A month ago we were anticipating the government’s next move to Step 3 of the lockdown exit roadmap. Now we await their decision on whether or not to move to Step 4 of the roadmap on 21 June, as planned. But a month is a long time in Covid. The picture has darkened substantially with the Delta variant becoming the dominant force driving a galloping third wave – well before any further easing steps.
First the good news. Vaccine rollout has been progressing at pace, and slightly faster than SAGE assumed in their early May analysis, so vaccine protection levels are now higher across the country than was expected (see Figure 1).
Estimated past infection and vaccination rates across local authorities
Figure 1 notes: Estimates for past infection rates are based on Imperial College’s paper Evaluating the roadmap out of lockdown – step 3, submitted to SAGE on 5 May. We calculate scale factors between Imperial’s cumulative infection estimates for each NHS England region and positive tests as recorded in the UK coronavirus dashboard, and apply these scale factors to positive tests in each local authority to calculate LTLA-level cumulative infection rates as of 9 June
But the bad news comes in two parts. The Delta variant is much more resistant to one dose of any available vaccine and a little bit more resistant even to a second dose. That means the population protection afforded by vaccines has been lowered compared to what it would have been against the Alpha variant (see Figure 2). What does that do to levels of population protection to Delta versus Alpha in different parts of the country?
The right-hand panel of the map below shows our estimates of the level of population protection in each local authority in England from either past infection or vaccination for the Delta variant. The left-hand panel shows the same for the Alpha variant. Comparing the much darker colours for Alpha to the lighter shades for Delta illustrates just how much of a step backwards the new variant is for the level of population protection. On average protection across England now stands at 61% vs Alpha but just 56% versus the now-dominant delta.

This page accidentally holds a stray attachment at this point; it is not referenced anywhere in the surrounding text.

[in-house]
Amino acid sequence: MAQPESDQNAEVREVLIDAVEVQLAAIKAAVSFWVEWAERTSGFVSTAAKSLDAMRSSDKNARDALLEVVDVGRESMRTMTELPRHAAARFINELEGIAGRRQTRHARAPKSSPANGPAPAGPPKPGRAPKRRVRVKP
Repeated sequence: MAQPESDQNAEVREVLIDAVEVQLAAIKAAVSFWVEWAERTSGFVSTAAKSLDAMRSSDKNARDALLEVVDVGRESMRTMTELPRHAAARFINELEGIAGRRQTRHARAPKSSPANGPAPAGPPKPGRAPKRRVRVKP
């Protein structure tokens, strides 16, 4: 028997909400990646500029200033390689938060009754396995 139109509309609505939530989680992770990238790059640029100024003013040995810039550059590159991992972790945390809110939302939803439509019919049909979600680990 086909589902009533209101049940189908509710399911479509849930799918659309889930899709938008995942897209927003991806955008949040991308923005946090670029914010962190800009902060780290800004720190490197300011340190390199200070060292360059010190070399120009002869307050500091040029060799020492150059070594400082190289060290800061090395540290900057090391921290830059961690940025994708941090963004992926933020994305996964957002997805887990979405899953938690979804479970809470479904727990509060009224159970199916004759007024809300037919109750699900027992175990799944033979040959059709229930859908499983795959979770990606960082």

Figure 2 notes: Protection levels for each LTLA are estimated as a combination of local vaccination rates and past infection rates as of 9 June. For vaccination protection, we assume the latest symptomatic vaccine efficacy results against Delta for AstraZeneca and Pfizer as reported by Public Health England and others on 22 May (AZ: 32.9% first dose and 59.8% second dose; PF: 33.2% first dose and 87.9% second dose). To adjust for vaccine efficacies against infection, we assume that first and second doses further limit onward Delta transmission by 20% and 45% respectively for both AstraZeneca and Pfizer, estimates carried from Imperial’s 5 May paper. We assume a 55:45 split between AstraZeneca and Pfizer rollout based on MHRA disclosures of vaccine delivery by manufacturer to date. We calculate past infection rates based on the previous note, and assume past infection provides equivalent protection to a second dose of AstraZeneca, in line with previous research
The second piece of bad news is that because the Delta variant is perhaps 60% more transmissible, the fabled herd immunity threshold (HIT) – the level of population protection required to end the exponential growth of cases – after Step 4 has increased to around 82%. Putting this together with the protection level estimates shows just how far from herd immunity we currently are even under Step 3, let alone Step 4 (see Figure 3). At current protection levels against Alpha, almost every local authority in England would be above the HIT given current restrictions in place, and converging on the HIT level for Step 4. But against Delta, not only do protection levels melt back, but every area is well short of the substantially higher HIT level even before Step 4 – hence the current surge in cases.
Figure 3 notes: Protection levels for each LTLA are estimated based on the notes under the figures above. Herd Immunity Thresholds are calculated based on Imperial’s 5 May R excluding immunity estimates after Steps 3 and 4 for Alpha, with extra 60% transmissibility applied to adjust for Delta
As we have argued in the past, if protection levels are too low by early June, the obvious call would be to delay Step 4 until the school summer holidays. By then vaccine protection will be higher and transmission rates lower as pupils disperse. This would also buy time for the rollout of vaccinations to adolescents before the autumn term begins. Whether that strategy is enough now seems unlikely. If the pace of vaccine rollout can be accelerated, such a delay combined with other local measures in Delta hotspots might be enough to mitigate a third wave. But even once the process is complete, a large surge in infections looks unavoidable.